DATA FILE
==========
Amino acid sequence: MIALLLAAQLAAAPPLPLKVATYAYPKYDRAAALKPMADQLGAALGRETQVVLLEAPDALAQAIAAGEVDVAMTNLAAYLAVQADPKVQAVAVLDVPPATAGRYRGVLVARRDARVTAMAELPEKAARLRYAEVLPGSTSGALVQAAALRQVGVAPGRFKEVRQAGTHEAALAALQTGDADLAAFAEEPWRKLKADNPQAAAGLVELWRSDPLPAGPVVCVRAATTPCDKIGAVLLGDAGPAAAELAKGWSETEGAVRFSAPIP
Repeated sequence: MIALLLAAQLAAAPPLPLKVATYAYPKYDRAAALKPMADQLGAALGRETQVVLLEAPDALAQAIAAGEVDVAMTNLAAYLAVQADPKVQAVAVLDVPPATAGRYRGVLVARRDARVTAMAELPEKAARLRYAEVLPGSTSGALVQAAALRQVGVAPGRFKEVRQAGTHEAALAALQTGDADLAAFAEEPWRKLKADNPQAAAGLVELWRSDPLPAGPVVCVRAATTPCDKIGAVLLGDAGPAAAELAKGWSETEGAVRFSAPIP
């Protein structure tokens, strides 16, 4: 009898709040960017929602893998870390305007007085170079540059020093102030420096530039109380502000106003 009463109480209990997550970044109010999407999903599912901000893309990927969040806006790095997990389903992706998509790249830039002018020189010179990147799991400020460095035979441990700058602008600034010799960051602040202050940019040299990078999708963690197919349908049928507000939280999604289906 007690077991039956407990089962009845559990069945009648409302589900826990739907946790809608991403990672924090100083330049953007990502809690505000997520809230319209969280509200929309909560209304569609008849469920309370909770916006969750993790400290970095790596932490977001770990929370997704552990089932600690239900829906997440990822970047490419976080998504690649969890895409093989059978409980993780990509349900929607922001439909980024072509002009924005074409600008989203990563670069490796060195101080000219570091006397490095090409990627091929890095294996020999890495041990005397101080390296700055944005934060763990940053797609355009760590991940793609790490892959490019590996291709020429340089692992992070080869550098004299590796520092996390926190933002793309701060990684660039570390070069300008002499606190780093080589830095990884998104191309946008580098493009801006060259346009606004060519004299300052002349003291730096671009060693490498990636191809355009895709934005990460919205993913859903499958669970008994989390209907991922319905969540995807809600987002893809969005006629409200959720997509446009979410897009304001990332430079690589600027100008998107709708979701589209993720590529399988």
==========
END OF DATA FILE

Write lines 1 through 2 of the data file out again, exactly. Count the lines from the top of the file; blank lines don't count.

Amino acid sequence: MIALLLAAQLAAAPPLPLKVATYAYPKYDRAAALKPMADQLGAALGRETQVVLLEAPDALAQAIAAGEVDVAMTNLAAYLAVQADPKVQAVAVLDVPPATAGRYRGVLVARRDARVTAMAELPEKAARLRYAEVLPGSTSGALVQAAALRQVGVAPGRFKEVRQAGTHEAALAALQTGDADLAAFAEEPWRKLKADNPQAAAGLVELWRSDPLPAGPVVCVRAATTPCDKIGAVLLGDAGPAAAELAKGWSETEGAVRFSAPIP
Repeated sequence: MIALLLAAQLAAAPPLPLKVATYAYPKYDRAAALKPMADQLGAALGRETQVVLLEAPDALAQAIAAGEVDVAMTNLAAYLAVQADPKVQAVAVLDVPPATAGRYRGVLVARRDARVTAMAELPEKAARLRYAEVLPGSTSGALVQAAALRQVGVAPGRFKEVRQAGTHEAALAALQTGDADLAAFAEEPWRKLKADNPQAAAGLVELWRSDPLPAGPVVCVRAATTPCDKIGAVLLGDAGPAAAELAKGWSETEGAVRFSAPIP